Julie Gunlock:
Right. Right.

Victoria V.:
So, you try that, but then their taste buds start coming alive in about a week and a half and they're like, "Man, this tastes like crap."

Julie Gunlock:
Yeah, yeah.

Victoria V.:
They do. Why shouldn't they have strawberry sherbet for their vape?

Julie Gunlock:
Right.

Victoria V.:
They like that flavor.

Julie Gunlock:
But people act like adults don't like the... What adult doesn't like the flavor of bubblegum? I mean, it's not just... They act like this is, "Oh, this is definitely, an attempt to attract kids." But that's just wrong. It's actually not true.

Victoria V.:
Again, they're discounting me, and I'm going to say me. They're discounting me, because I've been baking peach for 10 years or pomegranates.

Julie Gunlock:
Yes.

Victoria V.:
Why do you think I should go back to having to taste Marlboro?

Julie Gunlock:
Right.

Victoria V.:
Why do you think you should impose that upon me? Don't I get... Because I'm a smoker, I don't get to have pleasure?

Julie Gunlock:
Well, but again, the argument does make sense to some people if they say... Because most people don't know that you've been smoking pomegranate and peach for 10 years. Most people think that a lifetime smoker who switches to vaping would want the taste of tobacco, would want the flavor of tobacco, so they don't understand, and they think that the only reason these vape shops and individual companies have developed these sweeter flavors, is just to attract the kids, and I feel like that's a really important thing that we need to debunk.

Julie Gunlock:
That people, like you said, they have... Their taste buds come alive and their preferences may change, and they're still getting the satisfaction of the nicotine without all the harm, but they're getting it with a really nice flavor. It frustrates me that people think the only reason these sweet flavors and fruit flavors exist are to get the 13 year old hooked. It's just not true, and that's why it's so important and so great that you're out there talking about this.

Julie Gunlock:
Sometimes I say, "Oh, well, there's a poll that says that most vapers actually... " And it's like, "You're talking data. You sound like a robot." It's great to hear it from people who actually have, like you said, used peach. Peach is something that I'm sure a lot of kids would be attracted to, but in fact, you're a grown adult, and that's your flavor of choice. That's so important for people to know.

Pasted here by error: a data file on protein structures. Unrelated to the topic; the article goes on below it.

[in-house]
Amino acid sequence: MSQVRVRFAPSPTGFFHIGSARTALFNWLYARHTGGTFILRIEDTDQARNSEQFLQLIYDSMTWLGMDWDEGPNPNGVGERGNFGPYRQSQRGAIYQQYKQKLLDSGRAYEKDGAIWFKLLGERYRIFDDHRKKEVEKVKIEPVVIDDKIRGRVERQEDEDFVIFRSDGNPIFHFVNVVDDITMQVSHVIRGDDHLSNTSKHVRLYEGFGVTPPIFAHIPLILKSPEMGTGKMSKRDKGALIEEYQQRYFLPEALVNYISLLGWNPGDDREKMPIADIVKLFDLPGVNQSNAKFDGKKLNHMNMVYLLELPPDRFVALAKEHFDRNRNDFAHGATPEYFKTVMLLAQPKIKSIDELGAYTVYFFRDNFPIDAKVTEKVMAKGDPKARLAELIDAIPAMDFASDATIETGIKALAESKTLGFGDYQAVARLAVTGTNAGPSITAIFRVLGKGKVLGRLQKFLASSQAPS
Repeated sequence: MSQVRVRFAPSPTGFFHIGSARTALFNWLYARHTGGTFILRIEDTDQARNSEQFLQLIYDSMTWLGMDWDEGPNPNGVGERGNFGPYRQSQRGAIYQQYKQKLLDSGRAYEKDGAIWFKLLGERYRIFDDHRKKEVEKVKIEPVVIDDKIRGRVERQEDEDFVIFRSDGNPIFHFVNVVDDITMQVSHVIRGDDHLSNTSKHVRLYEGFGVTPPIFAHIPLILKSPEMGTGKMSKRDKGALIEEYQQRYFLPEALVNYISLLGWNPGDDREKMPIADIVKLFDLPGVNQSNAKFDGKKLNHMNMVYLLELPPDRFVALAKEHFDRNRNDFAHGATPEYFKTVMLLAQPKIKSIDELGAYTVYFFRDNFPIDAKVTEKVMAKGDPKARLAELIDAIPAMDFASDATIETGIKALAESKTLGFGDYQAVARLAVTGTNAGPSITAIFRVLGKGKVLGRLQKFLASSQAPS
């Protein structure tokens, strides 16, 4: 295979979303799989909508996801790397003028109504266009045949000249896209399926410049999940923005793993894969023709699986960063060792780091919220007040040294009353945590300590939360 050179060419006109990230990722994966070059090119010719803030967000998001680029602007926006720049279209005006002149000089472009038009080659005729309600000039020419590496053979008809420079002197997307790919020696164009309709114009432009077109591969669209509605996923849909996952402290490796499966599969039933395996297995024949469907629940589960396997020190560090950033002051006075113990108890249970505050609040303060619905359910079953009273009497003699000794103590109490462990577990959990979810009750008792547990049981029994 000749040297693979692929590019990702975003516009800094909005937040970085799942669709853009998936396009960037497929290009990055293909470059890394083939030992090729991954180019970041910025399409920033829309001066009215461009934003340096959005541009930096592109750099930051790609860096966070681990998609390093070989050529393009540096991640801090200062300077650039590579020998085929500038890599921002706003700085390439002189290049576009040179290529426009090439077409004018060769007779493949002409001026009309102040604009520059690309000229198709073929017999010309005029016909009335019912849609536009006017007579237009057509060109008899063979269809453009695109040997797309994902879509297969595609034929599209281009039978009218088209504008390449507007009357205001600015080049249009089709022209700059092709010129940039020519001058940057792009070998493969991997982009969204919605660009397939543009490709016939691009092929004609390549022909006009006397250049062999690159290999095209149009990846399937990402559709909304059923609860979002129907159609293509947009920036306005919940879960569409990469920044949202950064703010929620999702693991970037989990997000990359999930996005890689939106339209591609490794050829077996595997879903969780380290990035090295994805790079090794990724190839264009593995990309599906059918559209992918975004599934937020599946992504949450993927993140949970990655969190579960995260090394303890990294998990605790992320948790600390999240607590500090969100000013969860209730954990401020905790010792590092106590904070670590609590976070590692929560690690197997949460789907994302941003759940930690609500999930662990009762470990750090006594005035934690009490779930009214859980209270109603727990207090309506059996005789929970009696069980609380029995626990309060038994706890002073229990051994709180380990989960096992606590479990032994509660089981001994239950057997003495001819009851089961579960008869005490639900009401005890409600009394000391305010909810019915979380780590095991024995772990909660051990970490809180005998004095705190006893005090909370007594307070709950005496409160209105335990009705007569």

Victoria V.:
It is. It is. I pointed this out recently. Again, these THC cards. They're finding when they test these vape pens that they're collecting in schools, that a great many of them are containing THC, which is very dangerous, obviously, when it's on the black market. But they come in all kinds of lovely blue raz and lovely flavors just like e-liquid does, and if you think that a kid is picking up a THC card and vaping that for the blue raspberry flavor, and not to get buzzed-

Julie Gunlock:
The blueberry flavor. Yeah.

Victoria V.:
Yeah, that's crazy.

Julie Gunlock:
Yeah. That's crazy.

Victoria V.:
They're picking it up to get the buzz.

Julie Gunlock:
That's right. Yeah, I'm glad you wrapped the THC issue. And again, this is another misconception, and we'll finish on this, but it's true that this is not... These infections and these respiratory issues and deaths have not been connected to FDA-approved liquid. That's correct. Right?

Victoria V.:
Oh, yeah. It's water-based. This has to do with an oil, and you know who's been fabulous in reporting this is Leafly Magazine. They were on this from almost day one. There was a new additive thickener out there. And again, there is this big chasm of... It's a regulatory issue where the FDA cannot create standards for additives because it's illegal federally, while states are rushing to make them legal but don't have the science departments to do this testing.

Julie Gunlock:
Right.

Victoria V.:
So that regulatory chasm needs to be bridged somehow, but you could not put oil in an e-cig. It is a different type of atomizer. It would clog it up. You would get a dry hit, and it would burn out. It would not be vapable, and I can't tell people, because I have customers that come in. "Are these safe?" And I'm like, "Yeah, you can't put oil in this stuff. It would kill your atty in a day." You would know, believe me.

Julie Gunlock:
Yeah. Yeah.

Victoria V.:
It's water and oil. You would see it, right, in your tank. It would separate. So yeah, this THC thing... And again, when the CDC called it e-cigs, perhaps they're not aware of our terminology, but I was talking to a painter the other night, a young man, and this is two nights ago, so this is very recent. And I said, "Hey, are you aware that there's black market THC carts, and that's what's causing the lung issues?" And he was like, "No, I thought it was e-cigs."